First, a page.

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The Voice of the Black Community

State & National

House approves voter ID
 
Published Friday, December 7, 2018
by Melissa Boughton, The Policy Watch

It was clear during two hours of debate Wednesday where the two political parties at the legislature diverged over photo ID: their belief in voter fraud.

The GOP supermajority expectedly passed legislation that would implement a constitutional requirement that voters must show a photo ID to cast an in-person ballot. Their intention with Senate Bill 824, they reiterated in the floor debate, was to prevent voter fraud. “To be clear, our goal is to obtain the gold standard in election integrity,” said Rep. David Lewis, R-Harnett.

He likened voter fraud to speeding and said many people do it knowing they probably won’t be caught with a police force that’s spread too thin. “It’s nearly impossible to catch,” he added of voter fraud. “Today, we can make our election process more secure. This bill will ensure, or at least go one step further, in making sure every North Carolinian has full faith in our system.”

Democrats didn’t buy it. They balked at the idea of voter fraud and asked their colleagues on the other side of the aisle to cite proof that the problem was as rampant as they were making it out to be. Republicans didn’t have definitive proof, claimed multiple Democratic lawmakers, only headlines and anecdotes. “There’s nothing more clear to me at this point than voter suppression,” said Rep. Mickey Michaux Jr., D-Durham, of the voter ID measure. “There’s been no fraud.”

Michaux, who has been a prominent voting rights advocate all his life, said SB 824 was just another impediment to dissuade people from voting like the literacy tests and poll tests imposed on voters in the past that disenfranchised African-Americans. He also criticized Republicans for pointing to states that already had a voter ID law as having higher voter turnout among people of color in the last election, and said North Carolina did also without voter ID.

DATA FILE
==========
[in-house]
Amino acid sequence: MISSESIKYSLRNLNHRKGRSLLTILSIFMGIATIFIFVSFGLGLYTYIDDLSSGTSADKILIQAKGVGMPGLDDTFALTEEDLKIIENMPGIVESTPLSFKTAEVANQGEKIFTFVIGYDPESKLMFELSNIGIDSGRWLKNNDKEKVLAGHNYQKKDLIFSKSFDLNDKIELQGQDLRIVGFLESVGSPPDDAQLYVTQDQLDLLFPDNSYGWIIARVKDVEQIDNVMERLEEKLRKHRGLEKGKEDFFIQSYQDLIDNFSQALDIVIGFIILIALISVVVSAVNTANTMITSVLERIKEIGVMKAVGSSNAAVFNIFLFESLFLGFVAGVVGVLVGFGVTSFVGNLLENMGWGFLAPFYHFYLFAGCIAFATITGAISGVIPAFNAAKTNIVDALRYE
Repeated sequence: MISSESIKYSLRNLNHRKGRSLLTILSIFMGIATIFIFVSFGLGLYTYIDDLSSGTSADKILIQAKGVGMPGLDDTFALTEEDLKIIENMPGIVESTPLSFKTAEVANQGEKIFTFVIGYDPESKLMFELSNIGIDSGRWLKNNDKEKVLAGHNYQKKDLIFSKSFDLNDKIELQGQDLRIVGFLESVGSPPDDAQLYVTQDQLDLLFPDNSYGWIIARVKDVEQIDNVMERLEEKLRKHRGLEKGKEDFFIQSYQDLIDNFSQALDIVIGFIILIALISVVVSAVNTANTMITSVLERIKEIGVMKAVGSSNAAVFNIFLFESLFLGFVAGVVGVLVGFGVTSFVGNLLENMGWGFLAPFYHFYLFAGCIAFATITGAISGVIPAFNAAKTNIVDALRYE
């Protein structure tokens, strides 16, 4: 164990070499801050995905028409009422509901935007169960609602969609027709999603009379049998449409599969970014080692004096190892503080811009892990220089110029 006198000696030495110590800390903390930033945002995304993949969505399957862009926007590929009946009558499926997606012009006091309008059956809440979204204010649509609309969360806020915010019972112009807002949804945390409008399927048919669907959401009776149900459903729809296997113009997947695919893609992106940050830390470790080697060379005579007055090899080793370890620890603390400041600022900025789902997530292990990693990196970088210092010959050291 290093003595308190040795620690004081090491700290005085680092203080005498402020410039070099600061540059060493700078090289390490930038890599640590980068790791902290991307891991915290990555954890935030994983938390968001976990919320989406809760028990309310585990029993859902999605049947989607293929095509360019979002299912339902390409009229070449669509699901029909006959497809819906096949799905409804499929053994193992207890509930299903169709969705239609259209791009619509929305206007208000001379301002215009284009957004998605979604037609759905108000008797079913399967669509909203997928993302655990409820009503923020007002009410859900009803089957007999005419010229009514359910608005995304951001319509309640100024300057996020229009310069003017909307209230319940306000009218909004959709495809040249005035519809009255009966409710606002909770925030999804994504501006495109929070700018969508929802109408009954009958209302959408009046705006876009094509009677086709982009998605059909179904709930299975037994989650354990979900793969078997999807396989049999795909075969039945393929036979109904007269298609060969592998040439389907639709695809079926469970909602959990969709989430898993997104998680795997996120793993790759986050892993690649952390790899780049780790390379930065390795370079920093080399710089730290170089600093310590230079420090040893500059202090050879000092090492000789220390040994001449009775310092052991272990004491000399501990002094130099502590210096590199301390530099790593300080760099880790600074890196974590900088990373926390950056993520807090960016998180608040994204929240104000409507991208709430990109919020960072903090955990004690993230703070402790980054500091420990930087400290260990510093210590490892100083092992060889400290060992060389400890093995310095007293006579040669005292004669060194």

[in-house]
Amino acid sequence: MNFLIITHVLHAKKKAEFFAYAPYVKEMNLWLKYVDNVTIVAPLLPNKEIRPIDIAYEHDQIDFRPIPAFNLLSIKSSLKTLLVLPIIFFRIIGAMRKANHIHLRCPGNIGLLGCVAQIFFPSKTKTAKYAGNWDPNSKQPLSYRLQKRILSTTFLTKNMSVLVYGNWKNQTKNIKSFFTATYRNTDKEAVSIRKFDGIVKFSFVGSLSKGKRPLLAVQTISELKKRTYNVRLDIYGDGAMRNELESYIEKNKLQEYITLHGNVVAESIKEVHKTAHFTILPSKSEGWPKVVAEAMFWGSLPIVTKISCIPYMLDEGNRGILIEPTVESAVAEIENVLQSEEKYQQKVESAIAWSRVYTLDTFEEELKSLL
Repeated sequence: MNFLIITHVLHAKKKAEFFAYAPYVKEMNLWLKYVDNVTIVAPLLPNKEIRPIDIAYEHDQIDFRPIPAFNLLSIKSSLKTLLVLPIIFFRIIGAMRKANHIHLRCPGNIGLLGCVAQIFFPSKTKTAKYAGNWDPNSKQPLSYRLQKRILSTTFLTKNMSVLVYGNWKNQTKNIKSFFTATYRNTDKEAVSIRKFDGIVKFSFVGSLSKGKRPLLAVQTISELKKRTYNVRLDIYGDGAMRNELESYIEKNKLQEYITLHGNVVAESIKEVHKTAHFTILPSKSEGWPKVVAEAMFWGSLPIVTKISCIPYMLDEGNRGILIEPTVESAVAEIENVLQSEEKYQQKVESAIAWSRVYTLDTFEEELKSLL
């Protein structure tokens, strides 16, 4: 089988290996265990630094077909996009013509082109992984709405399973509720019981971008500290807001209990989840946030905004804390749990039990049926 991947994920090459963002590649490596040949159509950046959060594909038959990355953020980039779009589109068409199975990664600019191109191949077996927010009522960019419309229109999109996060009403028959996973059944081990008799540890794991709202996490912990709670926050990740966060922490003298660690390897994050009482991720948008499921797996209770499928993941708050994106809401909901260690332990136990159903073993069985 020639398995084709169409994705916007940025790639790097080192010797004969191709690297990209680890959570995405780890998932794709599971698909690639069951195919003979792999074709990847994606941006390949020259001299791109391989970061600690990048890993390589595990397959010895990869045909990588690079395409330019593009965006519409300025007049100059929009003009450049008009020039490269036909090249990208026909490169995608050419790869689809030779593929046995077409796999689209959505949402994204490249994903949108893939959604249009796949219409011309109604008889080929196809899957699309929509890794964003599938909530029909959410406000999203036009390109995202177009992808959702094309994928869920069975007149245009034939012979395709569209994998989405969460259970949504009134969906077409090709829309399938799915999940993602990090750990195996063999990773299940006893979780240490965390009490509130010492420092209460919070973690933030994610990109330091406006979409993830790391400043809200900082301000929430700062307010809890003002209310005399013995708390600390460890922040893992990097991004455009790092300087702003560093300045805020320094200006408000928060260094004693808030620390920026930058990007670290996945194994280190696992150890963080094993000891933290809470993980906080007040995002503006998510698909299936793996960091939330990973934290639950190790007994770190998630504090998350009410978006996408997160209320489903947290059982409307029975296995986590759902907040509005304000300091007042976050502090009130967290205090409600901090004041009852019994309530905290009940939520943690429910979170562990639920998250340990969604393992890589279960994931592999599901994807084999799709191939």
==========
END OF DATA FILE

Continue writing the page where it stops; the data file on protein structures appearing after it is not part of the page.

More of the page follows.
“It’s all in the eye of the beholder,” he said. “You all were elected to a supermajority without photo ID. I didn’t hear anybody claim fraud when that happened or even indicate fraud when that happened.”

Michaux added that the biggest fraud on the system was with absentee voting, referring to what’s currently being investigated by the State Board of Elections and Ethics Enforcement in Bladen County involving the 9th congressional district. He also vowed to keep working to improve voting rights if SB 824 passed. “If we have to go back to the streets again to get an impediment-free right to vote, then I’ll spend the rest of my life doing it,” he said.

The final version of the bill passed by the House – which still has to be approved again by the Senate – included several Democratic amendments. Those included expanding the definition of “reasonable impediments” to include natural disasters declared by state and or federal governments (as opposed to only both) and requiring state voter photo ID cards to print this disclaimer: “Expiration of this voter photo identification card does not automatically result in the voter’s registration becoming inactive.”

Rep. Pricey Harrison, D-Guilford, thanked Lewis for working with the Democrats to make the voter ID bill better, but said she couldn’t vote for it in the end because it was rushed and she disagreed that there was a voter fraud problem in North Carolina.

“I think there are a lot of folks who are going to be disenfranchised,” she said, adding that those would likely disproportionately be people of color, low-income individuals, the young and the elderly. “In-person voter fraud, if it exists, is the smallest problem in this state.”

Harrison said she also heard from many of her constituents who said they wished there was more opportunity for public comment. Several Republicans have made a point to say there was ample public input into SB 824, but there were only three hearings – one of which only included comment from four people who only had one minute each to speak.

One piece of public input that was taken into account and accepted by lawmakers was the recommendation to include all student IDs from public and private universities and community colleges. The final bill ultimately included a provision that approves the use of student ID’s so long as schools issuing them make use of procedures prescribed by the Board of Elections and Ethics Enforcement.

A fiscal note attached to the bill Tuesday shows that it would cost $17 million over five years to implement. The bill goes back to the Senate for a concurrence vote. If it’s approved, it is subject to the Governor’s veto.

 

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